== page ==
Weekly Journal 90 - Pulumi Redux
Over the past week I have managed to import most of my personal cloud resources into Pulumi. Having spent more time working with the tool, I have observed a few items of interest.
The documentation is a little anemic
Compared to Terraform]1, the Pulumi documentation is pretty sparse. The provider docs in particular lack anything beyond the most basic of examples. Similarly the getting started guides and the architecture guides would benefit from deeper explanations of how Pulumi works and why Pulumi exists.
Provider support is limited
Terraform has a huge list of providers for various services. Pulumi has providers for most of the major cloud services, but if you are using something that is a little less mainstream, it likely isn’t supported by Pulumi yet. Pulumi does have an API that looks like it would be relatively easy to wrap a Terraform provider, but I haven’t tried it out yet to confirm.
It’s fully open source
Unlike Terraform, Pulumi looks to be fully open source. Terraform holds back certain features as proprietary add-ons for customers paying for an enterprise plan. This includes thee Sentinel policy tool and the managed hosting tool. Pulumi makes all of their tools available as open source. If you want to self host the state management service, you can do that with Pulumi. Pulumi also provides an automation API that can be used to embed Pulumi into your own systems. If you want to build a developer portal that provisions cloud resources, Pulumi allows you to do that without having to shell out to run their CLI tool.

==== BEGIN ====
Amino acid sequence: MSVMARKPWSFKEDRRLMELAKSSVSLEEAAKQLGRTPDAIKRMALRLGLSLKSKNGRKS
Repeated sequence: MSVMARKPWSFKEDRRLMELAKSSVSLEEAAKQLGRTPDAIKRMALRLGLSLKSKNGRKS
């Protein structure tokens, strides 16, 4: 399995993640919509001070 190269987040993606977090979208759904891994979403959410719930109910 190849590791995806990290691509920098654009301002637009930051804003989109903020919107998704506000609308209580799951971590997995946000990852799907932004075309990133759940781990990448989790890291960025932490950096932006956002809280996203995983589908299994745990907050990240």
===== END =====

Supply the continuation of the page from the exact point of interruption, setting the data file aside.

It also looks like Pulumi accepts outside contributions to their projects. They don’t require a contributor license agreement, and will accept code contributions to their core products. Terraform seems to discourage attempts to contribute to the core tools, though they do accept contributions for providers and documentation.
Pulumi is still a relatively young tool compared to others in this space. I am confident the documentation and provider support will continue to improve. I really like Pulumi’s open source stance and the fact they aren’t an open core company. For that reason alone I will be sticking with Pulumi.